Science Fair Project Encyclopedia
The Voyage of the Dawn Treader
The two younger children from the previous stories, Lucy and Edmund Pevensie, are sent on holiday to the house of their obnoxious cousin Eustace Scrubb. They have spent most of the time attempting to ignore him, but as chance or fate has it, the three children are pulled simultaneously into a maritime-themed painting which is in fact a portal to the world of Narnia. The ship depicted in the painting is the Dawn Treader, and it is onto this ship that the three children are fished out of the sea.
Once safely on board, Lucy and Edmund are overjoyed when they are greeted by their dear friend Prince Caspian, now King Caspian, who, having shepherded his kingdom to peace and prosperity, has undertaken a quest to find the seven lost lords who were the loyal retainers of his late father, also named King Caspian. Eustace, however, is much less enthusiastic, particularly given his tendency to seasickness...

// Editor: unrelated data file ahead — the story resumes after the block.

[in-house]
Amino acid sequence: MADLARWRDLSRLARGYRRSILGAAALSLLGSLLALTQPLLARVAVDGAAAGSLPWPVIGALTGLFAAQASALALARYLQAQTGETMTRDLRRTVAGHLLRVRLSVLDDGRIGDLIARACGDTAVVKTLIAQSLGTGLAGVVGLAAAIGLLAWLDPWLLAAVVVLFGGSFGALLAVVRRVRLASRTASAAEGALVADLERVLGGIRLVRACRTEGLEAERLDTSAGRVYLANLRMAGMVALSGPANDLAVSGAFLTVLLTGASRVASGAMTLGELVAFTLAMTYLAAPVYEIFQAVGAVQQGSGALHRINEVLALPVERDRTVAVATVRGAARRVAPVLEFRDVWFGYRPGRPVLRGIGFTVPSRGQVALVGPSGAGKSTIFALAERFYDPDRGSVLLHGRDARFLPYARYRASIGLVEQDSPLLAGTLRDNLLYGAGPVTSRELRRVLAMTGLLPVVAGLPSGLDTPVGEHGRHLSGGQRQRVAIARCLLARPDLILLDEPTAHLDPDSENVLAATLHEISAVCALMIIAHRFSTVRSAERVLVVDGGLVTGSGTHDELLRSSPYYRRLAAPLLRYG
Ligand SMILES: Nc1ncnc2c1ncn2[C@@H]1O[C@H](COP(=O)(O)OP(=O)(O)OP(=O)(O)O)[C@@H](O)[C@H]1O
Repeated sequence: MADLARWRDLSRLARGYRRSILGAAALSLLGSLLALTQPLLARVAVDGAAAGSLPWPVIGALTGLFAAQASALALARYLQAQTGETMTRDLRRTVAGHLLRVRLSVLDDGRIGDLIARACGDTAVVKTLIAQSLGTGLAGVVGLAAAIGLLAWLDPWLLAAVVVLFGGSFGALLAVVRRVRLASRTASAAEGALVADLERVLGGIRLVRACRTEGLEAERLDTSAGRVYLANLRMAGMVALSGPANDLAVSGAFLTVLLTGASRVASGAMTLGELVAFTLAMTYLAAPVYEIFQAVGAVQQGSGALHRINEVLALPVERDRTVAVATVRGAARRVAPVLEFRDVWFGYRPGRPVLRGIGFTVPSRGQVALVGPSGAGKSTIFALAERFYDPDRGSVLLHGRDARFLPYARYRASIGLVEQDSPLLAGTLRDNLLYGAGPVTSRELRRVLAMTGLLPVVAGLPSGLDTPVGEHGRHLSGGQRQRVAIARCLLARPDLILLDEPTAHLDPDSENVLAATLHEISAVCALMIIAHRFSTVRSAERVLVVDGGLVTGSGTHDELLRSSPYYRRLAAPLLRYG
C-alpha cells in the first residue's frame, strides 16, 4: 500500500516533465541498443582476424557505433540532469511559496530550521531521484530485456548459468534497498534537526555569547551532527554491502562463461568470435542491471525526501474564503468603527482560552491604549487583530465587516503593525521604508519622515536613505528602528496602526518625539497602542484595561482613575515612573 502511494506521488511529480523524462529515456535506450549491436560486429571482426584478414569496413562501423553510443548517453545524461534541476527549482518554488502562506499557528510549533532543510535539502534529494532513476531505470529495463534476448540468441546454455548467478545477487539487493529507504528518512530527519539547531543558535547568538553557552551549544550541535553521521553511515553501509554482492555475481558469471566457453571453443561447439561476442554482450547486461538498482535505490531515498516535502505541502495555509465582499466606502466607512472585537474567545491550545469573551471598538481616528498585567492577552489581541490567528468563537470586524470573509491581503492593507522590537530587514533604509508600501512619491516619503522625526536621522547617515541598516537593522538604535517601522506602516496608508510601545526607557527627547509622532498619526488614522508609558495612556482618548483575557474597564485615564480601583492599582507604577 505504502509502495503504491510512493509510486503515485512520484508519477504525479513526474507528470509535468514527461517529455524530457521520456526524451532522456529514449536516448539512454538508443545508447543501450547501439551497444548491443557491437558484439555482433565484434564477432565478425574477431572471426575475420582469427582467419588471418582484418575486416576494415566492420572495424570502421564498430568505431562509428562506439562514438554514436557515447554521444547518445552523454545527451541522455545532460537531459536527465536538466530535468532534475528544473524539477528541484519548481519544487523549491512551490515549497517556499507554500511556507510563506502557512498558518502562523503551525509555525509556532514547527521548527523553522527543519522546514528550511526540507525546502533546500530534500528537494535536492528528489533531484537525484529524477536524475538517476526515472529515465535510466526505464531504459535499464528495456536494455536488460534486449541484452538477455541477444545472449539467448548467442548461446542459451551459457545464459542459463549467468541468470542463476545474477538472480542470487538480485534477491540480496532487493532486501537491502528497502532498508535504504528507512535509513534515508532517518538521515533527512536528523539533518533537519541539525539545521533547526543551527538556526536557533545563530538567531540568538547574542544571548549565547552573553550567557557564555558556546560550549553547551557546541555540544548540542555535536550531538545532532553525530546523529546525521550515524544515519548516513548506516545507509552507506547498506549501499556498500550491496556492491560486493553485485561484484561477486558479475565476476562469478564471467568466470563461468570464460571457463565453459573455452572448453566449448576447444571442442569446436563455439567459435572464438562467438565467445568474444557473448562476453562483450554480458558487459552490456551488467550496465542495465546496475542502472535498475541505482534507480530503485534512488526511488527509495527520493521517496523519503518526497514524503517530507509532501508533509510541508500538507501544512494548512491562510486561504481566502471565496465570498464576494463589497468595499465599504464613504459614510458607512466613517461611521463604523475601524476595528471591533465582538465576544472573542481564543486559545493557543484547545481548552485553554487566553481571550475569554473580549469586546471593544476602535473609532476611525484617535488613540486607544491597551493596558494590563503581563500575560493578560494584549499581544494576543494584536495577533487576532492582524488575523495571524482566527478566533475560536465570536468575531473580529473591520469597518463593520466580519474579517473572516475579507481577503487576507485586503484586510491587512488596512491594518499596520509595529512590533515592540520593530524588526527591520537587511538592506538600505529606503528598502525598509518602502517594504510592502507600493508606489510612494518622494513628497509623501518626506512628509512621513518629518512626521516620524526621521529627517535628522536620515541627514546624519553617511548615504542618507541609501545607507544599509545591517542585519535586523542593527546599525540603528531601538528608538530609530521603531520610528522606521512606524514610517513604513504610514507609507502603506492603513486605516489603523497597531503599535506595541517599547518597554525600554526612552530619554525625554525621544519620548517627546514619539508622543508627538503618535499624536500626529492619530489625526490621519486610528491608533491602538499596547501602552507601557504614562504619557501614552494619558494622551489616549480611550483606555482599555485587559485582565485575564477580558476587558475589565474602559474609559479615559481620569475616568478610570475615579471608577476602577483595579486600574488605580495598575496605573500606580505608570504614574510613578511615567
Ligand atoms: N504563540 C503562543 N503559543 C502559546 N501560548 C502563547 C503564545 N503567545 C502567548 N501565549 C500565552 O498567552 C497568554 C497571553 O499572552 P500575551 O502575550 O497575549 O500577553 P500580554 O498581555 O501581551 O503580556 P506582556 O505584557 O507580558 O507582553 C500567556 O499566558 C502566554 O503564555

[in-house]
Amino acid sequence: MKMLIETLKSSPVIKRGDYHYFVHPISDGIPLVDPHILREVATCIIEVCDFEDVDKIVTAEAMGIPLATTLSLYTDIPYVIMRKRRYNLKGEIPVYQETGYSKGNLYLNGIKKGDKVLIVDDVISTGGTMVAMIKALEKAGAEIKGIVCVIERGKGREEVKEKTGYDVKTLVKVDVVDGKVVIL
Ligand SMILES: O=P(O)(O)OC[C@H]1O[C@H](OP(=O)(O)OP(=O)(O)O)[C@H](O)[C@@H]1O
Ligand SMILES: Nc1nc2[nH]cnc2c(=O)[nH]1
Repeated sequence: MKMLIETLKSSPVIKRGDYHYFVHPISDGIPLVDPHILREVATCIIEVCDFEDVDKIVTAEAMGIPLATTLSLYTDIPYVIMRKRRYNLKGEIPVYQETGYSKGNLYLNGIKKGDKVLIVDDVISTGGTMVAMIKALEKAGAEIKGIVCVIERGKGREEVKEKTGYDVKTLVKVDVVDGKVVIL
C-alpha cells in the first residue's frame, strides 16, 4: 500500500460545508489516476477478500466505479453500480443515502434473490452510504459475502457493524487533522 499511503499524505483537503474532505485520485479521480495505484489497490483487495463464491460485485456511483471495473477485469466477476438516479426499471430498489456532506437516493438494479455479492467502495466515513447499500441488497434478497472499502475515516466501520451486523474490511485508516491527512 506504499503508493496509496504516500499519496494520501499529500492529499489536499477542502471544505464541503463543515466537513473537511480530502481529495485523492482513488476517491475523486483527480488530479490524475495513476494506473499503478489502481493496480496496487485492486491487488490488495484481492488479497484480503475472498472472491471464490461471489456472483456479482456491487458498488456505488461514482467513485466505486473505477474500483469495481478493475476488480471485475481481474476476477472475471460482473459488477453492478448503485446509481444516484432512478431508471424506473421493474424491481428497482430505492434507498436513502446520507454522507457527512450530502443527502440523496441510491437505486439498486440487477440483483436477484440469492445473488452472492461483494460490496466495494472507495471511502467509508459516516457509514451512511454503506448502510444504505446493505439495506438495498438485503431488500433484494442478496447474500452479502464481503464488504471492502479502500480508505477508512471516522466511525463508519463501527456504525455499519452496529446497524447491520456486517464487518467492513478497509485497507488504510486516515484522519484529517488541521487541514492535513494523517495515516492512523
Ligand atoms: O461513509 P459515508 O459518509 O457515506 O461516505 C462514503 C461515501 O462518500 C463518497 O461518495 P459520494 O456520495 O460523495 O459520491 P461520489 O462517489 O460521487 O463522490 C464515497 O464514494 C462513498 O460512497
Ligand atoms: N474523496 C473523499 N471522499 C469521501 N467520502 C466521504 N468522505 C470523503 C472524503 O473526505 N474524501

In this volume Lewis writes movingly on Eustace's repentance (when he gets turned into a dragon by accident), and the analogy of Aslan to Jesus is revealed further; He appears at the end as a lamb, a Biblical image for Jesus. There are also symbolic references to Holy Communion (pictured as a feast hosted by a living star) and other Christian themes, but chiefly it works on the level of an exciting children's adventure story, and a re-working on the themes of the great sea-voyages of classical mythology, particularly the story of Jason and the Argonautica.
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